For years, China has encouraged its companies to make acquisitions overseas to gain access to new technology, brands, and management expertise. Under its “Go Abroad” policy, or zou chuqu, Beijing has loosened approval requirements for international deals and eased capital controls. In the first 10 months of 2016, outbound direct investment by Chinese enterprises reached $146 billion, up 53.3 percent from the same period a year ago, according to China’s Ministry of Commerce.
That push may stall as Chinese regulators redouble efforts to clamp down on capital flight amid concern that a weakening currency could further spur outflows. China is planning sweeping curbs on its companies’ overseas acquisitions, including barring most foreign investments of $10 billion or more, people with knowledge of the matter told Bloomberg in late November. Officials won’t approve requests to bring yuan overseas for conversion into foreign currency without a valid business reason, according to people with knowledge of new measures drafted by the People’s Bank of China. China’s bureaucrats have also weighed in publicly: We will “crack down on false overseas investment activities,” while ensuring “the legitimacy and authenticity of overseas direct investment,” the State Administration of Foreign Exchange said in a Nov. 29 statement reported by Xinhua, China’s official news agency.
Chinese authorities are “closely monitoring” transactions in areas such as real estate, hotels, studios, entertainment, and sports clubs for evidence of “irrational overseas investment tendencies,” according to a Xinhua story that quoted Dec. 6 statements made by officials from the National Development and Reform Commission, the Ministry of Commerce, and other agencies. The pointed warnings come after months of quieter efforts to control cross-border money flows, including most recently a limit on the amount holders of China-issued cards can withdraw at a time from ATMs in Macau.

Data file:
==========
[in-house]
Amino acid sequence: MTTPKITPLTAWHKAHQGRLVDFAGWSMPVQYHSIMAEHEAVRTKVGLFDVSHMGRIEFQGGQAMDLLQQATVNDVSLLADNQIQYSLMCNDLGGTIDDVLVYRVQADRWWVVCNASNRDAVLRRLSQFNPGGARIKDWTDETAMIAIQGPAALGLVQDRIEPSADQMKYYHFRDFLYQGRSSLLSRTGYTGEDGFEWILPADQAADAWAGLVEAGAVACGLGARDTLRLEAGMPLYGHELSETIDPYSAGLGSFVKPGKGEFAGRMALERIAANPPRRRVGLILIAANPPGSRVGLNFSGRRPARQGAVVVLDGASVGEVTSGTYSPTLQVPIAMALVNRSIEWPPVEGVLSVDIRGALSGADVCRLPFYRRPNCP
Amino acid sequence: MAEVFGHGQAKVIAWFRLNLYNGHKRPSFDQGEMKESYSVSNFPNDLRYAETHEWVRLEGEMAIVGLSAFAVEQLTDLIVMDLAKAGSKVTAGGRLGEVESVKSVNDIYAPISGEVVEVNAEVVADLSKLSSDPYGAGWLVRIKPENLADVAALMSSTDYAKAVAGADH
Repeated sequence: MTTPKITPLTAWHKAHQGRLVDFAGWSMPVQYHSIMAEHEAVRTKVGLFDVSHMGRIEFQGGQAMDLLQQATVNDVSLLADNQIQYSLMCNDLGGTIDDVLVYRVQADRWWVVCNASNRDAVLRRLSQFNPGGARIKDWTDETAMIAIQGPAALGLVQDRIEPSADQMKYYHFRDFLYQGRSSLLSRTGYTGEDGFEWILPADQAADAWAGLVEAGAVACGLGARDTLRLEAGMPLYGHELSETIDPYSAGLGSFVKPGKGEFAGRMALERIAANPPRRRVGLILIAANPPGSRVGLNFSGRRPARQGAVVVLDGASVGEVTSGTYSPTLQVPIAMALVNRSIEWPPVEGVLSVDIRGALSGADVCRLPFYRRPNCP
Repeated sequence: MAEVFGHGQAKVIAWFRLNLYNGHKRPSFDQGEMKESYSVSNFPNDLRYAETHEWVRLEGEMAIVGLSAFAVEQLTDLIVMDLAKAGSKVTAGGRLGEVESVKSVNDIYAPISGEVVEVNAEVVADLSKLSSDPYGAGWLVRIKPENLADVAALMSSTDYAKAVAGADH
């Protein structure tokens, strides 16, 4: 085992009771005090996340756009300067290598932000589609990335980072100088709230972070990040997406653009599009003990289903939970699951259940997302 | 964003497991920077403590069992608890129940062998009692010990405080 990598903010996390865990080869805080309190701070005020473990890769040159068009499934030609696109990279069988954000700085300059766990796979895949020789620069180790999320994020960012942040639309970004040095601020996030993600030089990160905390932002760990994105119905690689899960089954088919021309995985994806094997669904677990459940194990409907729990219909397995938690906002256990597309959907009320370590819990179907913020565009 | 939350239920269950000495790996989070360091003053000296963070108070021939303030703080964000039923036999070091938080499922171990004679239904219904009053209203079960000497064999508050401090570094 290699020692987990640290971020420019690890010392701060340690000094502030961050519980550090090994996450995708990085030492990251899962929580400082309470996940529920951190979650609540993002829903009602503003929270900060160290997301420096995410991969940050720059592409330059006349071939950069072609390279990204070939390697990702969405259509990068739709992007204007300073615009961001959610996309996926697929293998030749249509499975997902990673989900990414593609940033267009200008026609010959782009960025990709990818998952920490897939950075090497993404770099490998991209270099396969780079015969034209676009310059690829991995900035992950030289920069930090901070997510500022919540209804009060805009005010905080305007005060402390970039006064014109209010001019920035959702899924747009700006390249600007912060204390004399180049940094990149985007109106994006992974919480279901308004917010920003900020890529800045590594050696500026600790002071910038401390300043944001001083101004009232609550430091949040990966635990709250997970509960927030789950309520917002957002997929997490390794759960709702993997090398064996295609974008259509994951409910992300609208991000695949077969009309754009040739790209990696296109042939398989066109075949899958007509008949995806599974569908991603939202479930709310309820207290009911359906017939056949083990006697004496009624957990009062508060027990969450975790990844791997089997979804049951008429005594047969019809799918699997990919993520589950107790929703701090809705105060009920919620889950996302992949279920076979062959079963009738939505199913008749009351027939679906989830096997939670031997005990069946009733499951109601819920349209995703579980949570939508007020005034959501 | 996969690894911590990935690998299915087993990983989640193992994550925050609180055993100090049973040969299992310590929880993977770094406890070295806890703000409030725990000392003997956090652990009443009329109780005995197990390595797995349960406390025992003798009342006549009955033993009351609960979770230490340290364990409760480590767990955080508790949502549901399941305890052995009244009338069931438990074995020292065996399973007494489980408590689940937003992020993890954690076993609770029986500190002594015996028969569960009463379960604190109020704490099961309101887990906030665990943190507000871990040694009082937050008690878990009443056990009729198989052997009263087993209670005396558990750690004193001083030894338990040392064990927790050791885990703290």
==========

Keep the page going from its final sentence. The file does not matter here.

“The Chinese government has long been encouraging more active participation by Chinese companies in global markets, and the central bank has been liberalizing investment rules. This is a setback,” says Fred Hu, chairman and founder of Primavera Capital Group, a Beijing-based investment firm. “This is going to create tremendous uncertainty and slow down outbound investment by all Chinese companies. The credibility of China Inc. will be badly damaged.”
Concern that Chinese businesses are spiriting money abroad under the guise of foreign investment has grown among Chinese officials, particularly since financial outflows surged following a surprise 1.8 percent devaluation of the yuan in August 2015, says Thilo Hanemann, director and economist at the Rhodium Group, a New York-based consulting firm that monitors Chinese investment abroad.
The yuan fell to an eight-year low of 6.87 against the dollar in November, and China’s financial authorities worry a too-rapid depreciation could encourage even more money to flee. “Policymakers are willing to see the currency weaken somewhat, but not too much,” says Louis Kuijs, head of Asia economics at Oxford Economics in Hong Kong. A strengthening dollar—a byproduct of Donald Trump’s election—and the U.S. Federal Reserve’s Dec. 14 rate hike will put more pressure on the Chinese currency, Kuijs says.
Companies that invest outside their core business area and those that expand abroad rapidly will draw particular scrutiny from regulators, according to a foreign exchange official quoted in a Dec. 8 Xinhua story. Still, Beijing “will continue to support capable and qualified businesses to carry out outbound investment activities,” said the official.
Despite such assurances, the recent pronouncements could damp Chinese companies’ appetite for foreign ventures and the willingness of Chinese and international banks to finance future deals, says Primavera’s Hu. Also, officials may be more cautious about approving transactions in the runup to next fall’s Communist Party Congress, a once-every-five-years event that can make or break a cadre’s career. “The current environment incentivizes local officials to play it safe, and they could just freeze investment deals,” says Rhodium’s Hanemann, who adds that a 20 percent to 30 percent drop in deal value would be manageable, but there’s substantial risk of a much larger drop. “The question is, how are these rules going to be implemented, and will they lead to a crash in Chinese outbound investment?”
Beijing’s U-turn comes at a time when legislators in the U.S., Australia, and other countries are voicing anxiety that national security could be compromised by deals that give Chinese companies with government connections control over cutting-edge technology or resources including oil, coal, and agricultural land. Confronted with so much uncertainty, American and European companies may decide to turn down offers from Chinese investors, says Dan Harris, a lawyer at Harris Bricken in Seattle who works on cross-border deals. “If I’m a seller and there’s a Chinese company that can pay $50 million and an American company that will pay $45 million, I would think long and hard about taking the $50 million,” he says.
—With Bloomberg News
The bottom line: Beijing policymakers have warned that Chinese companies involved in foreign transactions will face increased scrutiny.